Scientists are researching ways to use the RNAi silencing pathway to silence genes essential for the survival of a pathogen or virus, but not essential for the survival of the host organism. There has been some success with treating HIV, cancer, Huntington’s Disease, and Hepatitis C in human cultures; however, the cures have only been temporary.5 Scientists have had difficulties determining how to introduce the dsRNA into the target cells. The dsRNA is too large to be absorbed; therefore, it cannot be taken as a pill. Scientists have also experimented with exposing only the siRNA to cells, but they have found that the siRNA is also too large to be absorbed.3 Despite the difficulties, scientists are optimistic about using the RNAi pathway to treat some forms of cancer, viral infections, and other pathogenic diseases.
The FDA approved the first RNAi therapeutic trials in 2004; however, RNAi is still a long way away from being a common drug used by the public.6 Many of the drugs are still in testing stages one or two, and the safety and dosages of the drugs have yet to be determined. 7 Recently, many pharmaceutical companies have invested in firms studying RNAi. For example, in 2006 Sirna Therapeutics was bought for 1.1 billion dollars by Merck & Co.7 Even though RNAi is not yet completely ready for human use, the push for its use as a medicine has been incredibly fast, practically going from initial discover to drug trials in a period of ten years.7 Within the next ten years, RNAi will may give rise to a whole new class of drugs that cure the human body by using the body’s own mechanisms against diseases.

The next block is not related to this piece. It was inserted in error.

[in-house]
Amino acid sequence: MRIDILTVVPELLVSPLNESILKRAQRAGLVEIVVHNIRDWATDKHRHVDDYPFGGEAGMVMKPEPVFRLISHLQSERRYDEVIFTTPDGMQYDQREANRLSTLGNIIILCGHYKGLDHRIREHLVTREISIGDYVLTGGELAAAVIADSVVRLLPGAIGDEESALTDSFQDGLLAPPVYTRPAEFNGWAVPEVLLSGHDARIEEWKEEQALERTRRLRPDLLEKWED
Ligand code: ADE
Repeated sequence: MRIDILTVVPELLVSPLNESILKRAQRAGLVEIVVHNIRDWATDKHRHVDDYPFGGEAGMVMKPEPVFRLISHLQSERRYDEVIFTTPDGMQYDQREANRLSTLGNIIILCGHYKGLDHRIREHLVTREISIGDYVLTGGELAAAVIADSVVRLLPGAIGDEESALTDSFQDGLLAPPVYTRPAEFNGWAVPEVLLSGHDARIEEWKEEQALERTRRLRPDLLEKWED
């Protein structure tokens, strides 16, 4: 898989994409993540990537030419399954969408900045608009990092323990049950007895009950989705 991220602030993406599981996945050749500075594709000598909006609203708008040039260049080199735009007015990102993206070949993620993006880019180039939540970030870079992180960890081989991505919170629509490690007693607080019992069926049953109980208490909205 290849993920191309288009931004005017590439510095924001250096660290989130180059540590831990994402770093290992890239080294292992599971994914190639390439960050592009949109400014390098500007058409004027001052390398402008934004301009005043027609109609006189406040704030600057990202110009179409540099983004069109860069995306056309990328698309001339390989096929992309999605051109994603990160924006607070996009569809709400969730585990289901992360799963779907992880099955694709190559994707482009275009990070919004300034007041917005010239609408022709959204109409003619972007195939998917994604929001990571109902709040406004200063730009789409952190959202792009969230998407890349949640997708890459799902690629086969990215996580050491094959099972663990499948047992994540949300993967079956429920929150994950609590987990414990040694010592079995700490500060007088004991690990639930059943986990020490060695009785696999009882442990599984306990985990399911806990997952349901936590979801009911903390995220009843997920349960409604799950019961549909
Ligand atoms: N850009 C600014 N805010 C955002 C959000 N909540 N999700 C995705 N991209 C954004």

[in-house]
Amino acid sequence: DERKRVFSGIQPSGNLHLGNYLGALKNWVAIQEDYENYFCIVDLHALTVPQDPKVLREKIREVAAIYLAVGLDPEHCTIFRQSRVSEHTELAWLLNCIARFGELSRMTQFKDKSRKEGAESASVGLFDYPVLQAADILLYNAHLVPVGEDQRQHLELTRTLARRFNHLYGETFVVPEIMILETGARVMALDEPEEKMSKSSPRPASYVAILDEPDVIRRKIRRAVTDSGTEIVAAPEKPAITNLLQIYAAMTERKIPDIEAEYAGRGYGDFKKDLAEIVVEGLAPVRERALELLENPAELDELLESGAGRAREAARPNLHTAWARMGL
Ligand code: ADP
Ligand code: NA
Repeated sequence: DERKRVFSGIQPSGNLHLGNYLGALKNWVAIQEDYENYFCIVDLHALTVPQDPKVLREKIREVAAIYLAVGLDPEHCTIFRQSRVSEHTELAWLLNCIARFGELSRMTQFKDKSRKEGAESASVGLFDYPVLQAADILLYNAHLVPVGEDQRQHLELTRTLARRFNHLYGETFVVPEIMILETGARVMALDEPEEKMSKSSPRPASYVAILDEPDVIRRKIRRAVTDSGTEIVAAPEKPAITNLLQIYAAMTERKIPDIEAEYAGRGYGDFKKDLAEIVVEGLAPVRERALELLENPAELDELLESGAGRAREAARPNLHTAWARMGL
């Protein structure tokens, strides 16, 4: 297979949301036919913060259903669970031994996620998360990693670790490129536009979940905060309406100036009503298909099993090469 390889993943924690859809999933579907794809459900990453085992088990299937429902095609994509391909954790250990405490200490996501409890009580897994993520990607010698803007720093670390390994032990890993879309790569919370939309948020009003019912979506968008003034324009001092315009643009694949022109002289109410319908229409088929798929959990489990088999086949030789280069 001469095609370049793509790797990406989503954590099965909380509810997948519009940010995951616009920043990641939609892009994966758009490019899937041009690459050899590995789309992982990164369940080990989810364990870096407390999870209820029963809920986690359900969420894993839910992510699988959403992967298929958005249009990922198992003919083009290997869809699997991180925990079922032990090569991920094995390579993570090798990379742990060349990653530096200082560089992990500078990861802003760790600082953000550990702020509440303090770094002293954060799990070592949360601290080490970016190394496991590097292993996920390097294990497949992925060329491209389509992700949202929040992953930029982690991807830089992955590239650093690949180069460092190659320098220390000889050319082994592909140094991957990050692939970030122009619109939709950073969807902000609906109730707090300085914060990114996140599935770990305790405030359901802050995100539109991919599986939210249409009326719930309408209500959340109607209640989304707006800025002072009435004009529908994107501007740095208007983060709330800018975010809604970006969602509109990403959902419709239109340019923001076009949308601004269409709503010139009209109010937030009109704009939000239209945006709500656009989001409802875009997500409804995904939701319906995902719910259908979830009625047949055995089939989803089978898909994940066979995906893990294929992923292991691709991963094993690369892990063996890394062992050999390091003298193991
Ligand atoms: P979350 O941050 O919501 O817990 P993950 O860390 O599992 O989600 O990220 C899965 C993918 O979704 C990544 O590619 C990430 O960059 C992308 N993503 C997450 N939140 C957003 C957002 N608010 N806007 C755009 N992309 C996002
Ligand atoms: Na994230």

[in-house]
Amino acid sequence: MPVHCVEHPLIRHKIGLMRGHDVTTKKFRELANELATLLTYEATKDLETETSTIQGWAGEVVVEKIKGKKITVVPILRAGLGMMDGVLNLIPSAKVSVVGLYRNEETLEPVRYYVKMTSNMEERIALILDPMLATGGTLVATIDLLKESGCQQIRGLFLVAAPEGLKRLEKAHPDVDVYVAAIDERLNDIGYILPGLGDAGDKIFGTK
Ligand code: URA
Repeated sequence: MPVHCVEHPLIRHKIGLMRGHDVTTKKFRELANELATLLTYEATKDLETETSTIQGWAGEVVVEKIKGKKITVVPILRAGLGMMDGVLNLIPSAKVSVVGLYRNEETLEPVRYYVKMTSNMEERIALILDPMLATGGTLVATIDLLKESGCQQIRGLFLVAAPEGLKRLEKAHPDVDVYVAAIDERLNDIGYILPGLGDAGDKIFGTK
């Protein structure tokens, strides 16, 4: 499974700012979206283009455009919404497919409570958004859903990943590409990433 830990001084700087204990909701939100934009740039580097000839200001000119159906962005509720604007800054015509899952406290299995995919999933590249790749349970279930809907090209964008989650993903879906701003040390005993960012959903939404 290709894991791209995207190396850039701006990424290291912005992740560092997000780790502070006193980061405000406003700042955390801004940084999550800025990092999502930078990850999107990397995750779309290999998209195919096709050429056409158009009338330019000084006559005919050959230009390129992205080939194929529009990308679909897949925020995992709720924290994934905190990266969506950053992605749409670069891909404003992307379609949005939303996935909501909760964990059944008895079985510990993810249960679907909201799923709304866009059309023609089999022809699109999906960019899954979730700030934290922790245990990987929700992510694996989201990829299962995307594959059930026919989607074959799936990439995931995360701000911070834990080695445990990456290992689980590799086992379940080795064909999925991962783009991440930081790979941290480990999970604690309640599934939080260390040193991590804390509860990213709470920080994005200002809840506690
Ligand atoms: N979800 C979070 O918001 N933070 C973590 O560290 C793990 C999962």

Lizzy MacDougall is a VI Former from a farm in Ligonier, Pennsylvania, and she lives in Thayer House. During the school year, she plays soccer, ice hockey, and lacrosse. She also enjoys hiking and competitive sailing in the summertime and on vacations. This year she is in the STEM fellowship class.
 Sen, G., Blau, H. (2006). A brief history of RNAi: the silence of the genes. The FASEB Journal 20, pg. 1293-1299. Retrieved Oct, 2013 from http://www.stanford.edu/group/blau/pdfs/Sen-2006-A%20brief%20history%20of%20R.pdf
2 Fire, A., Mello, C. (Feb, 1998). Potent and specific genetic interference by double-stranded RNA in Caenorhabditis elegans. Nature 391, pg. 806-811. Retrieved Aug, 2013 from http://www.nature.com/nature/journal/v391/n6669/full/391806a0.html
3 Ullu, E., Djikeng, A., Shi, H., & Tschudi, C. (Jan. 29, 2002). RNA Interference: Advances and Questions. Philosophical Transactions: Biological Sciences, 375(1417), pg. 65-70. Retrieved September, 2013, from http://www.ncbi.nlm.nih.gov/pmc/articles/PMC1692925/pdf/11839183.pdf
4 (Nov., 2012) RNA Interference Fact Sheet. National Institute of General Medical Sciences, Retreived Oct, 2013 from http://www.nigms.nih.gov/News/Extras/RNAi/factsheet.htm
5 Lewis, S. (July, 2005). The RNAi Cure? NOVA scienceNOW. Retrieved Oct, 2013 from http://www.pbs.org/wgbh/nova/body/rnai-cure.html
6 Heidersbach, A., Maia, A., et al. (Feb., 2006). RNA interference in embryonic stem cells and the prospects for future thearapies. Gene Therapy, 13 pg. 478-486. Retrieved Oct., 2013 from http://www.nature.com/gt/journal/v13/n6/full/3302723a.html
7 Perkel, J. Life Science Technologies Therapeutic RNAi: Delivering the Future? Science. Retrieved Sept. 2013 from http://www.sciencemag.org/site/products/lst_20071102.xhtml